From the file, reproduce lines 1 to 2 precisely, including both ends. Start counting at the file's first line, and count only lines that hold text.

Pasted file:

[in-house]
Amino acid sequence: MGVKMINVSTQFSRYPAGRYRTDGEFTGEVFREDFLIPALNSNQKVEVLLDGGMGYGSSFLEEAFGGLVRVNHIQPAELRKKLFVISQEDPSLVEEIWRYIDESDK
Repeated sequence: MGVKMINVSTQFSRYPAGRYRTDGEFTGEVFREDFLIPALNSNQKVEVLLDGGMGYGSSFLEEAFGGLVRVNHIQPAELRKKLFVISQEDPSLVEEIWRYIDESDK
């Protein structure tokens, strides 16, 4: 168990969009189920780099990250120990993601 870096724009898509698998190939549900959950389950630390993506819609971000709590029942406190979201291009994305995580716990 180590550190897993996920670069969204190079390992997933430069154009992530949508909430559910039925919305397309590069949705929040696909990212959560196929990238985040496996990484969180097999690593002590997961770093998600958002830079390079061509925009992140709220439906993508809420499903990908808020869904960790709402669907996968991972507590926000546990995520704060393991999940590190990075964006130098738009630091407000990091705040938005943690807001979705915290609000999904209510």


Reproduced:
[in-house]
Amino acid sequence: MGVKMINVSTQFSRYPAGRYRTDGEFTGEVFREDFLIPALNSNQKVEVLLDGGMGYGSSFLEEAFGGLVRVNHIQPAELRKKLFVISQEDPSLVEEIWRYIDESDK